“The one thing you cannot do is stand still”
by Peter Alexander
Pat Pearce knows he is navigating difficult waters.
The general/artistic director of the Central City Opera is facing the same problems as every opera company in the country: falling revenues and shrinking audiences. Tied to both the recession and to changing demographics, these are the twin elephants in the opera house—and for that matter, the concert hall, the theater and the museum gallery—throughout the country.
Fortunately, the problems have not been as drastic for CCO as the recent and well publicized troubles at Opera Colorado, the San Diego Opera, and even the staid Metropolitan Opera in New York. (I wrote about those companies in an earlier post on this blog.)
“Everyone has been affected by what’s been happening,” Pearce says. “Some people were better able to navigate it, but everyone is looking to do things differently.”
Pearce believes that it’s not enough to bring in new audiences, if you don’t also find new sources of income. And the other way around: income is not enough if you are not finding the audiences for the future of opera.
“The smartest people will do both—raise more money and get new audiences,” he says. “Nobody has figured it out yet. (But) the one thing you cannot do is stand still.”
With that in mind, Pearce and CCO have charted a new course for their 2015 season. As Pearce explained in the press release announcing the coming season, “We are adjusting our strategy . . . to create a deeper connection with our current and future audiences.”
To help connect with new audiences, CCO will take three one-act chamber operas on the road next year, visiting communities around Colorado with full productions featuring casts of professional and apprentice artists and orchestra (if called for). The three touring operas will represent an intriguing mix of styles and periods: The Prodigal Son, a church parable by Benjamin Britten; The Blind, an unusual a capella concept opera by Lera Auerbach; and Don Quixote and the Duchess (Don Quichotte chez la Duchesse) by the French Baroque composer Joseph Bodin de Boismortier. (See descriptions of these unusual works below.)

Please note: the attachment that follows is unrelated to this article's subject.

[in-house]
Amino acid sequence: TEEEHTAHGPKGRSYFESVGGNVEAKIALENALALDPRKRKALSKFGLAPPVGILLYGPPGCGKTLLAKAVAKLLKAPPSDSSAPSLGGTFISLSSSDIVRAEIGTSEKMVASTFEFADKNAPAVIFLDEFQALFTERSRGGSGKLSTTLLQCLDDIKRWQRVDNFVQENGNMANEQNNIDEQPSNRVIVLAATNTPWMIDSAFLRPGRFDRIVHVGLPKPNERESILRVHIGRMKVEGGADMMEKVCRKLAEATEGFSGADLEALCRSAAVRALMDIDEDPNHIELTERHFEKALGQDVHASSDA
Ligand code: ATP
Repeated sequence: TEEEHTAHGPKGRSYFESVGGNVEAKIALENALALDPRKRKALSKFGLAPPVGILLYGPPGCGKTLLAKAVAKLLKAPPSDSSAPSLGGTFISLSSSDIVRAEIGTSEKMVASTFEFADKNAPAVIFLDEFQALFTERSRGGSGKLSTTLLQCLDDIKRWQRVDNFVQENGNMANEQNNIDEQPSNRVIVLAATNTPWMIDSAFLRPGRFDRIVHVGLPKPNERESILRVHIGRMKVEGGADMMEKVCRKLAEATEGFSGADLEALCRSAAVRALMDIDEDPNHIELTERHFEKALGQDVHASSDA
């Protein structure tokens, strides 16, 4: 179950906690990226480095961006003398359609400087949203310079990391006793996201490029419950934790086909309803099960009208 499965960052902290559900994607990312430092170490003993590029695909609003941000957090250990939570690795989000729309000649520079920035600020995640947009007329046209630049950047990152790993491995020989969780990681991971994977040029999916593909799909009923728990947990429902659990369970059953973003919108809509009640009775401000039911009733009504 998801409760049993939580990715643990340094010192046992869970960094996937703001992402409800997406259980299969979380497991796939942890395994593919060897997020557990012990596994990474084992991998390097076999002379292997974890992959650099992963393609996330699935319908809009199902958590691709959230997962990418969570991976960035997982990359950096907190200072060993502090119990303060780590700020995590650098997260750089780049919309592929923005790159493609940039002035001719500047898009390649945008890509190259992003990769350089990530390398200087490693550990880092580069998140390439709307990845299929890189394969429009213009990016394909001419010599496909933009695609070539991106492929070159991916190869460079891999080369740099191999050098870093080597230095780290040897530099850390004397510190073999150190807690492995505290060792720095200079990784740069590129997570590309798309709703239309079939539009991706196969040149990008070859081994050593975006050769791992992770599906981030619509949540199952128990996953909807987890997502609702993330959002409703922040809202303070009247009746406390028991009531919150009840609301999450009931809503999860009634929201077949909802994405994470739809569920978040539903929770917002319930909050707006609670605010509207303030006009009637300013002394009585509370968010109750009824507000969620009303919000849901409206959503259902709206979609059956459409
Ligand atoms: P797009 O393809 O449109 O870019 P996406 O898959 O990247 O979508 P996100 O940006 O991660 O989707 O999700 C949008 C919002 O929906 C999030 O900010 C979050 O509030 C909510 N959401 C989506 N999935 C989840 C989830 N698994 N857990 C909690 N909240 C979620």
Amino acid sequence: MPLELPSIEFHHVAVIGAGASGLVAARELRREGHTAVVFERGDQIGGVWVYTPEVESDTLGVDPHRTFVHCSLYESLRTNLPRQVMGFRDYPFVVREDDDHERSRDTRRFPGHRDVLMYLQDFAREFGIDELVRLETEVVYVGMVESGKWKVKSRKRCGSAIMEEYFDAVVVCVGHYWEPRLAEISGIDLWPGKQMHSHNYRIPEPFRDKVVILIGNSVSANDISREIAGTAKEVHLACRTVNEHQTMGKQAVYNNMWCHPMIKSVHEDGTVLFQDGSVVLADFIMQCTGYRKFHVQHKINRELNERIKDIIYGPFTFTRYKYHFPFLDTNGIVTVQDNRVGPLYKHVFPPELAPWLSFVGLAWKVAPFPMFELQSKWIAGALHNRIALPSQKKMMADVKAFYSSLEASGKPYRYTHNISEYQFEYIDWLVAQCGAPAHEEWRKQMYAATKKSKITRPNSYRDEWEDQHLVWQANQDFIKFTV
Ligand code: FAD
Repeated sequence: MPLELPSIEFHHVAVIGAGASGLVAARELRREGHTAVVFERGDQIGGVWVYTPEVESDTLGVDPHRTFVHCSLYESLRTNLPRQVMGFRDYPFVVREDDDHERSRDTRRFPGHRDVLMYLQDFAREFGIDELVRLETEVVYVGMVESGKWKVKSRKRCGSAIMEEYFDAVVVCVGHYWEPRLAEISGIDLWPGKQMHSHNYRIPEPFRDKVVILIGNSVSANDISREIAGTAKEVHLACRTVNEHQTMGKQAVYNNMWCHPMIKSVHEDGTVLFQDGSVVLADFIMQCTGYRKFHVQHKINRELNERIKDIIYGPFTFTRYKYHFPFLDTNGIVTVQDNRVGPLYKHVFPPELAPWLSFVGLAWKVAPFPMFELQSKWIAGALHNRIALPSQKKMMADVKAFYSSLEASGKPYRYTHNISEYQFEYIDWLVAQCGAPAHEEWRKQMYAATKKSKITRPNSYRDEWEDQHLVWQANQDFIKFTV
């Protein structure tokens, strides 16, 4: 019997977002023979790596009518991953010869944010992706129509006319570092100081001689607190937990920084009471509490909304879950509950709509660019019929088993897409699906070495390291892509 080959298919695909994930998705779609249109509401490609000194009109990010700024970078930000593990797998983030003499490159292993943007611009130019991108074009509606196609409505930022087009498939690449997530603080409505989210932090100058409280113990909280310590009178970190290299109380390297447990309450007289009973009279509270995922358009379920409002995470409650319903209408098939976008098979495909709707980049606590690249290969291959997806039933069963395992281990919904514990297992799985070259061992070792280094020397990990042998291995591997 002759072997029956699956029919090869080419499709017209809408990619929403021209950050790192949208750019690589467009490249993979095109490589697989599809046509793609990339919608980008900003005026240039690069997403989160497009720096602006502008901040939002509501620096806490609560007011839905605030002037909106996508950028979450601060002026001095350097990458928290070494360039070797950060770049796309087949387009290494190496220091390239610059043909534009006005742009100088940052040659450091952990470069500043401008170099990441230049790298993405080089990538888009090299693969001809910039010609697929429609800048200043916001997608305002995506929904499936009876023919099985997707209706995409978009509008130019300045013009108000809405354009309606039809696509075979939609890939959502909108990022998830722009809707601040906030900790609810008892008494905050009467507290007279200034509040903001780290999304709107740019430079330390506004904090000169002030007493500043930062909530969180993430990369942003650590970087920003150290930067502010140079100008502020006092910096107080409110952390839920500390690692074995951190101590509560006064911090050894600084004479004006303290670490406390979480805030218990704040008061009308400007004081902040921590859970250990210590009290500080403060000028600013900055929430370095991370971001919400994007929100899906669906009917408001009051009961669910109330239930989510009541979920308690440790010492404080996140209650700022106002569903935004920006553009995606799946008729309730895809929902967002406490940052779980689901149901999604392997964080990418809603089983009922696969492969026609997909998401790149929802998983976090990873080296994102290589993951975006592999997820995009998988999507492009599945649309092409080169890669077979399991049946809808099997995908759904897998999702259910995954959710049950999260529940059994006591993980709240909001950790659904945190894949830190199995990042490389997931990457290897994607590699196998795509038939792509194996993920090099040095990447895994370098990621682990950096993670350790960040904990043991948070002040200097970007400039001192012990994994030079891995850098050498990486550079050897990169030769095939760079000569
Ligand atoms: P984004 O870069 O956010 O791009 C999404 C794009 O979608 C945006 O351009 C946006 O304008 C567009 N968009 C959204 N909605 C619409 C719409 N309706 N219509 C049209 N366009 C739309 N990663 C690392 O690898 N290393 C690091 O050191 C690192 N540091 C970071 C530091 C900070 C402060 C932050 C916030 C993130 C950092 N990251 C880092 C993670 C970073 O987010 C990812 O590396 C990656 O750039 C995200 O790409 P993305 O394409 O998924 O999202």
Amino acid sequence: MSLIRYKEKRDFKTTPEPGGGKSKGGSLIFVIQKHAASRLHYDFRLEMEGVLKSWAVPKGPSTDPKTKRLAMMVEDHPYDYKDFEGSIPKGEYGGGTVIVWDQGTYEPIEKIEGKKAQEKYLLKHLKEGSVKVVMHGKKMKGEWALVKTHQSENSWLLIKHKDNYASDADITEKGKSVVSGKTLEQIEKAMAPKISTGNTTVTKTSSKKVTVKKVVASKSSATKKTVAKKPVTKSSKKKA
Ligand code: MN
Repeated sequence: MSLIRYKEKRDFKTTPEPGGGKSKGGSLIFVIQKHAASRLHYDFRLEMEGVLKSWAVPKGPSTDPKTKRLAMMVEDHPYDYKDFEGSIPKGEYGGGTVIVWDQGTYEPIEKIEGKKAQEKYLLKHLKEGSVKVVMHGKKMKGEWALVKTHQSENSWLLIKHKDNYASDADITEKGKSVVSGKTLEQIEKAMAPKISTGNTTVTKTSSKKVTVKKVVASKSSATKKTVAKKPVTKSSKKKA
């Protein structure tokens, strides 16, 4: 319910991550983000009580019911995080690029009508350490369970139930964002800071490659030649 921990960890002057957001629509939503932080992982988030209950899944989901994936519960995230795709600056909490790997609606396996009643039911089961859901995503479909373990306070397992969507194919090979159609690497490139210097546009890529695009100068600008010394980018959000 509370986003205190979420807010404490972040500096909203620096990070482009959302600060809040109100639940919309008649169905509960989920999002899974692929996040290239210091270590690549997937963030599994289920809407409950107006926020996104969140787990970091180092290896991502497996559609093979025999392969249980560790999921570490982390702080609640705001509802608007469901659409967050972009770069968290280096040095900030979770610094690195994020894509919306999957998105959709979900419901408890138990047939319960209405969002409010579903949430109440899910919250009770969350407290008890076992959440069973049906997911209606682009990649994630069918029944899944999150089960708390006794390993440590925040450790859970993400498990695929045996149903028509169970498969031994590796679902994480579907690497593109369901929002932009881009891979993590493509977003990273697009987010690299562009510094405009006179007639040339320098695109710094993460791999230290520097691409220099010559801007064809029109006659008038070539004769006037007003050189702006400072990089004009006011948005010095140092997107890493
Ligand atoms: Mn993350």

Locations and dates of these performances will be announced soon. In the meantime, Pearce estimates that there will be a total of 9–12 performances of the three in churches and other venues around the state. Each production will also have a performance in Central City during the summer season.
These traveling productions will compliment two productions to be performed in repertory in the beautiful Central City Opera House. Continuing a recent trend at Central City and other opera companies around the world, one will be a Broadway musical—Man of La Mancha—and one will be from the traditional grand opera repertoire—Verdi’s La Traviata.
For the past three years plus the current season, CCO has taken a production down the mountains and into Denver as a means of seeking out new audiences. Three of those years, the Denver performance has been a Broadway musical.
“We’ve been in experimentation for three or four years, some of which worked and some of which didn’t” Pearce says. “The reason we did the (Broadway) musical theater pieces in Denver was to see if we could find a new audience.”
In fact, those performances did bring in new audiences, as planned, but attendance remained more or less level, meaning that about the same number of people who were regulars in Central City did not make the trip to Denver. It was that outcome that led to intensive strategic planning over the past year and the development of CCO’s new format. Pearce said that every possibility was considered, including selling the company’s Central City property and moving their headquarters to Denver.